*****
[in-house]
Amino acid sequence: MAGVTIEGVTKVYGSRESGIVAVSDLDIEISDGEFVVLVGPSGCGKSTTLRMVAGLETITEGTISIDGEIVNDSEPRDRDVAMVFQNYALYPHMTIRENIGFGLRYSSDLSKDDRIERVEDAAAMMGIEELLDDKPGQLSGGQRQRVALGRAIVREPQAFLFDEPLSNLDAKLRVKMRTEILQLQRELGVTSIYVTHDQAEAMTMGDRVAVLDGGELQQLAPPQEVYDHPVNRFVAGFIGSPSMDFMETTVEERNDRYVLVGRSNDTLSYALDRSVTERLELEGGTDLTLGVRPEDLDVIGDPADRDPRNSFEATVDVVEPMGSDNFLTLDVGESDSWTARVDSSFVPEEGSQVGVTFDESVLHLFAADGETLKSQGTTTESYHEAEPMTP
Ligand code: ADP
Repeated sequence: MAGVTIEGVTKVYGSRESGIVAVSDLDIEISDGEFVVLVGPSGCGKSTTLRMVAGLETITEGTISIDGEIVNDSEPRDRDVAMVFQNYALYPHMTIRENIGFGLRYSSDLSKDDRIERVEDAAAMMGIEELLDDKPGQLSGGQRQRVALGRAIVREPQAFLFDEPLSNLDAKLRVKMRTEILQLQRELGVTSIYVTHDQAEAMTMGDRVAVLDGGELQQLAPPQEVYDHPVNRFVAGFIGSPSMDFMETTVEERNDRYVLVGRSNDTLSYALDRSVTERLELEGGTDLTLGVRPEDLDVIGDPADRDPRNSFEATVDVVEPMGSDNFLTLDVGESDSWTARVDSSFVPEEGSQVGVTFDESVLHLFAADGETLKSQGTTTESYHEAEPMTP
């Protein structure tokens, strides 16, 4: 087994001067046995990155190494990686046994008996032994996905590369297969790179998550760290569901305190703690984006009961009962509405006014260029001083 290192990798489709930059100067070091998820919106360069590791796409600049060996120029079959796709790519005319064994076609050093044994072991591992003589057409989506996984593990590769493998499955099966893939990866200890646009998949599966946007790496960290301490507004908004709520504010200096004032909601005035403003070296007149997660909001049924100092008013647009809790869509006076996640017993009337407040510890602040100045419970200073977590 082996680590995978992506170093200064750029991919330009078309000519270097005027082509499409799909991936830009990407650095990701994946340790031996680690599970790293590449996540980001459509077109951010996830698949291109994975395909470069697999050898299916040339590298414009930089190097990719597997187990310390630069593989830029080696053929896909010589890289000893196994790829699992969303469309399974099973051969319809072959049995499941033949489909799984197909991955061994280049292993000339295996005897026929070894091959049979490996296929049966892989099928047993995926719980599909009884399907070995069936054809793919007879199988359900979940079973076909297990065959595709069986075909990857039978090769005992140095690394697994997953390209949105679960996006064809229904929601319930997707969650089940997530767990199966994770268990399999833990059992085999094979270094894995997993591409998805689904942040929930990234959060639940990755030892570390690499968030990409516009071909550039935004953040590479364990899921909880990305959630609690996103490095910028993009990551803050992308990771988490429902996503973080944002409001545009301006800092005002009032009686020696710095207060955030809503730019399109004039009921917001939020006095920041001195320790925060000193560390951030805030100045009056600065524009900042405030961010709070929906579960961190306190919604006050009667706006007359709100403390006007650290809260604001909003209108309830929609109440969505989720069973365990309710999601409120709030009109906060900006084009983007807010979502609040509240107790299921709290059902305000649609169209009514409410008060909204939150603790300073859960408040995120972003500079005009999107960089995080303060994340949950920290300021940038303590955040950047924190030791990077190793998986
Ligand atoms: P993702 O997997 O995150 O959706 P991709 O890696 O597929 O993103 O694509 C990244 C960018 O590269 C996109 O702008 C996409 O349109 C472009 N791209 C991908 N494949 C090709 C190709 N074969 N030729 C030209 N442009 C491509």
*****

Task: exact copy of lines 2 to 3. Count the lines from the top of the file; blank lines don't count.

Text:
Amino acid sequence: MAGVTIEGVTKVYGSRESGIVAVSDLDIEISDGEFVVLVGPSGCGKSTTLRMVAGLETITEGTISIDGEIVNDSEPRDRDVAMVFQNYALYPHMTIRENIGFGLRYSSDLSKDDRIERVEDAAAMMGIEELLDDKPGQLSGGQRQRVALGRAIVREPQAFLFDEPLSNLDAKLRVKMRTEILQLQRELGVTSIYVTHDQAEAMTMGDRVAVLDGGELQQLAPPQEVYDHPVNRFVAGFIGSPSMDFMETTVEERNDRYVLVGRSNDTLSYALDRSVTERLELEGGTDLTLGVRPEDLDVIGDPADRDPRNSFEATVDVVEPMGSDNFLTLDVGESDSWTARVDSSFVPEEGSQVGVTFDESVLHLFAADGETLKSQGTTTESYHEAEPMTP
Ligand code: ADP